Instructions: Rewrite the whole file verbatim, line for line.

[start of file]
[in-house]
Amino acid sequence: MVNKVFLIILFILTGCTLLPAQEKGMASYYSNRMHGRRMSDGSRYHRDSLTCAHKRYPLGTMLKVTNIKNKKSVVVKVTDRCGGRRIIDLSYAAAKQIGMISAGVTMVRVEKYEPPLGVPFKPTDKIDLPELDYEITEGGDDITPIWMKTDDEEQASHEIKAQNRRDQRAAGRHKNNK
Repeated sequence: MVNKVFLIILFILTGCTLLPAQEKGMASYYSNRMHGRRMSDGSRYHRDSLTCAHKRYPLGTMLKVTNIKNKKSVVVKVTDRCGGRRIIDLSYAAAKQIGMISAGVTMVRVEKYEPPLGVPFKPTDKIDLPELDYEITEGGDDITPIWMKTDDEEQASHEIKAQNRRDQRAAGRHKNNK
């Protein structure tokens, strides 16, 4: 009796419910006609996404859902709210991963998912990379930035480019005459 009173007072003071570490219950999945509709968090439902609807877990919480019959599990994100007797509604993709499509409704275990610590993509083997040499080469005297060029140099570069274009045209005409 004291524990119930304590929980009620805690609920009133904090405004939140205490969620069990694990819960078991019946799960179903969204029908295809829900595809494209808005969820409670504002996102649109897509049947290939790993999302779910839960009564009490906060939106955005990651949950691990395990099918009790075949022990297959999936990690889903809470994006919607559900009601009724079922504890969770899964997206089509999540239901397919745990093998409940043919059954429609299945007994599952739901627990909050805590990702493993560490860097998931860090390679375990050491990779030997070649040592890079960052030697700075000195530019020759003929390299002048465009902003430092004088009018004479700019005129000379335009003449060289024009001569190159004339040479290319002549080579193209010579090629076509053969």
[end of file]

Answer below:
[in-house]
Amino acid sequence: MVNKVFLIILFILTGCTLLPAQEKGMASYYSNRMHGRRMSDGSRYHRDSLTCAHKRYPLGTMLKVTNIKNKKSVVVKVTDRCGGRRIIDLSYAAAKQIGMISAGVTMVRVEKYEPPLGVPFKPTDKIDLPELDYEITEGGDDITPIWMKTDDEEQASHEIKAQNRRDQRAAGRHKNNK
Repeated sequence: MVNKVFLIILFILTGCTLLPAQEKGMASYYSNRMHGRRMSDGSRYHRDSLTCAHKRYPLGTMLKVTNIKNKKSVVVKVTDRCGGRRIIDLSYAAAKQIGMISAGVTMVRVEKYEPPLGVPFKPTDKIDLPELDYEITEGGDDITPIWMKTDDEEQASHEIKAQNRRDQRAAGRHKNNK
């Protein structure tokens, strides 16, 4: 009796419910006609996404859902709210991963998912990379930035480019005459 009173007072003071570490219950999945509709968090439902609807877990919480019959599990994100007797509604993709499509409704275990610590993509083997040499080469005297060029140099570069274009045209005409 004291524990119930304590929980009620805690609920009133904090405004939140205490969620069990694990819960078991019946799960179903969204029908295809829900595809494209808005969820409670504002996102649109897509049947290939790993999302779910839960009564009490906060939106955005990651949950691990395990099918009790075949022990297959999936990690889903809470994006919607559900009601009724079922504890969770899964997206089509999540239901397919745990093998409940043919059954429609299945007994599952739901627990909050805590990702493993560490860097998931860090390679375990050491990779030997070649040592890079960052030697700075000195530019020759003929390299002048465009902003430092004088009018004479700019005129000379335009003449060289024009001569190159004339040479290319002549080579193209010579090629076509053969």